To be fair, when I turned up at the Alternative Fashion Fest at Gorilla in Manchester I didn’t know what I was going to see. The clue was in the name of course and I’d seen that some of my favourite people were going to be taking part, Monster Cirque , THE Matt S and Amore Rocks so I had to go and check it out. Especially as the show was for charity. Profits were split between the Sophie Lancaster Foundation (working to stamp out hate crime and prejudice) and a local charity called Moodswings (Helping people recover from life’s ups and downs) both of which deserve support.
On walking in I felt bouyed by the positivity of the people buzzing around. There were all kinds of people of all walks of life, from young to old, from the conservatively dressed to the outrageous and all in between and you know, these folks were mixing freely and having a damn good time together.
My outfit for the night complete with elf hat and red stockings (you’ll have to imagine those. *L*)
Now, I’m not the most alternative looking person in the world.I’m not a follower of fashion and was ridiculed as a teen for my grown up choice in clothing (it wasn’t put so politely by those picking on me) which had a lot to do with my height, my size, the fact I had breasts and couldn’t fit in kids clothing from being about 11. I had an adult body and had to dress it in adult clothes. My daughter very much is an alternative dresser and she has her own unique style that I’m very proud of. I think we all should feel comfortable enough to wear what we want to wear when we want to wear it. And the Alternative Fashion Fest definitely agrees with that sentiment.
The show was amazing. There was cat walk shows as I expected but also mind blowing performances. It was never boring, always entertaining and most importantly always body positive. The individual beauty of every single person in that place was celebrated and that is what we need in the world today. Tolerance, acceptance and celebration of our unique differences.
I saw so many clothes to covet from show sponsors Didi’s Boutique , petticoats a plenty, Pyre Climber, Lindy’s Vintage Boutique, A Hat and a Beard (steampunk accessories), Offend my Eyes, Nicky Rockets and Amentium. Check out all the photos below. There was no boring ‘walk, twirl, walk back’ cat walking. There was dancing, there was strutting, there was celebrating and amazingly visual and entertaining adverts for these gorgeous items of clothing. Catering to folks of all shapes and sizes.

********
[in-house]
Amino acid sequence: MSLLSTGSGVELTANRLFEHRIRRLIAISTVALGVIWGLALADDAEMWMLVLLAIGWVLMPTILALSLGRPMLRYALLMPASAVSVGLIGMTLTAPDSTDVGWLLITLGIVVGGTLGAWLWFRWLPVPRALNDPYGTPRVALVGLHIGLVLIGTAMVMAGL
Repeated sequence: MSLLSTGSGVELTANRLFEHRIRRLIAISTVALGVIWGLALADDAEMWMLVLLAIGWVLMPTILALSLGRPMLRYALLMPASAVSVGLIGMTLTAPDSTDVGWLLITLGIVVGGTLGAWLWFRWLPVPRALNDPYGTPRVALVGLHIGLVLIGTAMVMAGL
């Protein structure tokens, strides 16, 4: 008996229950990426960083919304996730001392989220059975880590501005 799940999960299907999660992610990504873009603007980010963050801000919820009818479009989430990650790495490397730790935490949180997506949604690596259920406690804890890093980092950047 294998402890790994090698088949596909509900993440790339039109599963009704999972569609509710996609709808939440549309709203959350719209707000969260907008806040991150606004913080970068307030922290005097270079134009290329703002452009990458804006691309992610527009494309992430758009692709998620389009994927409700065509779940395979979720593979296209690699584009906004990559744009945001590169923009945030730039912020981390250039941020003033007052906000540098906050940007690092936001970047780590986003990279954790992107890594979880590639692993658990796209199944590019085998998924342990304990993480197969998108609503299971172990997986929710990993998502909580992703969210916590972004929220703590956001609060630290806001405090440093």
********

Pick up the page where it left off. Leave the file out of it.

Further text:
The models were all beautiful. What I adored was the patchwork of uniqueness. The models were all very different from each other (Hallelujah for that. Who wants uniformity? Not me!) but complimented each other wonderfully. You could see the camaraderie between them as they proudly strutted their stuff for tolerance and equality.
The most moving part of the night for me was when these brave, beautiful souls came up to the stage with a name written on the back of their simple, white Sophie T-shirts. Now where I was sat I could see them clearly walking up to the stage, so as they walked past I saw the name on the back of their shirts and each one made my heart contract. These beautiful people had endured evil bullying using awful labels that none of them deserved. Each wore their top proudly. Showing that they had become so much more than the bullies could ever have imagined.
On Stage we saw their beautiful, uniqueness and when they turned around we saw the nastiness aimed at them. I was in tears. I too have endured bullying based on my size and my faith. When I was a kid it was others picking on me for being a bible basher and in more recent years it’s been the church itself picking on me because I write erotica, thank God I found my church family who love me just as I am at St Aggies. I felt like I was standing with those models on stage. Forever labelled with words that hurt and wound but not held back by them.
We often say ‘Oh, kids are cruel’ but no, that’s not true. We live in a society that accepts bullying, that calls it banter, that envelopes it in so called ‘humour’ it pervades social media, TV, life and that is why kids are cruel because grown ups are and they see that and replicate it. I hope that the Alternative Fashion Fest goes from strength to strength and that the attitude I felt in there becomes not alternative but the norm, that people will not only tolerate one another’s difference but embrace them.
Not only were there clothes to covet (oh, so much coveting) there were amazing performances too. Things started out with fire and hula hoops and ended up with pretty ladies with snakes – perfect. There were performances from Harley Monsterr (Monster Cirque fame) and her bed of nails, MC Deviate with a rap inspired by Erin, a girl mocked and pulled down for the clothes she chose to wear but who has overcome that prejudice. There was a very funny song and dance routine from Condra, Some serious loudness from Reaper (loved the Abba song especially, lads!), Some astounding noises from Kimmy Beatbox (just her voice, awesome) and sweet harmonies from Molly and Ellie.
It was a night to cherish and remember. I had such a good time and can’t wait for the next one. I’m going to take my daughter (she’ll love it) and hell, I’m going to invite everyone I know because we all need to celebrate our unique beauty. Be proud of who you are, embrace others for their differences and in the immortal words of Ted Theodore Logan ‘Be Excellent to each other’.